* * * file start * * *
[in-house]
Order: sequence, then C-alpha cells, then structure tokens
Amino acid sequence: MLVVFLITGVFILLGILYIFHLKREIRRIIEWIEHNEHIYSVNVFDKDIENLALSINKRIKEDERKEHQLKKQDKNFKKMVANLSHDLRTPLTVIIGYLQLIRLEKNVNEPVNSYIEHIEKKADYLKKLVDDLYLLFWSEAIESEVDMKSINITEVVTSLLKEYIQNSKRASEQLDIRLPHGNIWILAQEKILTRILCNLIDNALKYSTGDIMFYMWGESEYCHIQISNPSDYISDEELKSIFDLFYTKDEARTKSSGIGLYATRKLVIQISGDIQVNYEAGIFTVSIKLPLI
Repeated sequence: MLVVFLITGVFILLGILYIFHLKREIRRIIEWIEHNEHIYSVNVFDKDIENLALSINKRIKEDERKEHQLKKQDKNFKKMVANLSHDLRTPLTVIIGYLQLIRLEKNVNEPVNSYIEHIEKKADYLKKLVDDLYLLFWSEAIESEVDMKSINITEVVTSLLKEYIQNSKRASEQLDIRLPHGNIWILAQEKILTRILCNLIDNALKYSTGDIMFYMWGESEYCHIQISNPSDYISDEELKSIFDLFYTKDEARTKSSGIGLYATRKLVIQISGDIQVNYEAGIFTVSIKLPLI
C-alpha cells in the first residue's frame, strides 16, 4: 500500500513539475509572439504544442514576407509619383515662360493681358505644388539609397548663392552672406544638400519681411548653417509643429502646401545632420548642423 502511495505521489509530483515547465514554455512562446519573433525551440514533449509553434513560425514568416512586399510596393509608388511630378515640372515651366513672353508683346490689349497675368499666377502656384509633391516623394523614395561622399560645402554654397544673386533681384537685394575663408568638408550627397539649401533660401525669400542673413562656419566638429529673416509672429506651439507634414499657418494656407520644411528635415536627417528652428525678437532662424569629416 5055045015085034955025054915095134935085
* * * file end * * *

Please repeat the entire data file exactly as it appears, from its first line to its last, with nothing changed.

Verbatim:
[in-house]
Order: sequence, then C-alpha cells, then structure tokens
Amino acid sequence: MLVVFLITGVFILLGILYIFHLKREIRRIIEWIEHNEHIYSVNVFDKDIENLALSINKRIKEDERKEHQLKKQDKNFKKMVANLSHDLRTPLTVIIGYLQLIRLEKNVNEPVNSYIEHIEKKADYLKKLVDDLYLLFWSEAIESEVDMKSINITEVVTSLLKEYIQNSKRASEQLDIRLPHGNIWILAQEKILTRILCNLIDNALKYSTGDIMFYMWGESEYCHIQISNPSDYISDEELKSIFDLFYTKDEARTKSSGIGLYATRKLVIQISGDIQVNYEAGIFTVSIKLPLI
Repeated sequence: MLVVFLITGVFILLGILYIFHLKREIRRIIEWIEHNEHIYSVNVFDKDIENLALSINKRIKEDERKEHQLKKQDKNFKKMVANLSHDLRTPLTVIIGYLQLIRLEKNVNEPVNSYIEHIEKKADYLKKLVDDLYLLFWSEAIESEVDMKSINITEVVTSLLKEYIQNSKRASEQLDIRLPHGNIWILAQEKILTRILCNLIDNALKYSTGDIMFYMWGESEYCHIQISNPSDYISDEELKSIFDLFYTKDEARTKSSGIGLYATRKLVIQISGDIQVNYEAGIFTVSIKLPLI
C-alpha cells in the first residue's frame, strides 16, 4: 500500500513539475509572439504544442514576407509619383515662360493681358505644388539609397548663392552672406544638400519681411548653417509643429502646401545632420548642423 502511495505521489509530483515547465514554455512562446519573433525551440514533449509553434513560425514568416512586399510596393509608388511630378515640372515651366513672353508683346490689349497675368499666377502656384509633391516623394523614395561622399560645402554654397544673386533681384537685394575663408568638408550627397539649401533660401525669400542673413562656419566638429529673416509672429506651439507634414499657418494656407520644411528635415536627417528652428525678437532662424569629416 5055045015085034955025054915095134935085